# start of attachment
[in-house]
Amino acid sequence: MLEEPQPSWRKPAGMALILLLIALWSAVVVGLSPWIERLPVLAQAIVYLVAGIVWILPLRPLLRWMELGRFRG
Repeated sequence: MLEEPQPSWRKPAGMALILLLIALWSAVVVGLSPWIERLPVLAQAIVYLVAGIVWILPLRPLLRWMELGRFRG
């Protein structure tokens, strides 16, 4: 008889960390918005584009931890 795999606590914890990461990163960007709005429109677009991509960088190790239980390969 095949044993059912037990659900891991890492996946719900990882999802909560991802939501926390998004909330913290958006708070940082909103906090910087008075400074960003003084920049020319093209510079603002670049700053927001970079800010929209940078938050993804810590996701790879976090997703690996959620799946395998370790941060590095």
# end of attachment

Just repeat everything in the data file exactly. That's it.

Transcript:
[in-house]
Amino acid sequence: MLEEPQPSWRKPAGMALILLLIALWSAVVVGLSPWIERLPVLAQAIVYLVAGIVWILPLRPLLRWMELGRFRG
Repeated sequence: MLEEPQPSWRKPAGMALILLLIALWSAVVVGLSPWIERLPVLAQAIVYLVAGIVWILPLRPLLRWMELGRFRG
């Protein structure tokens, strides 16, 4: 008889960390918005584009931890 795999606590914890990461990163960007709005429109677009991509960088190790239980390969 095949044993059912037990659900891991890492996946719900990882999802909560991802939501926390998004909330913290958006708070940082909103906090910087008075400074960003003084920049020319093209510079603002670049700053927001970079800010929209940078938050993804810590996701790879976090997703690996959620799946395998370790941060590095």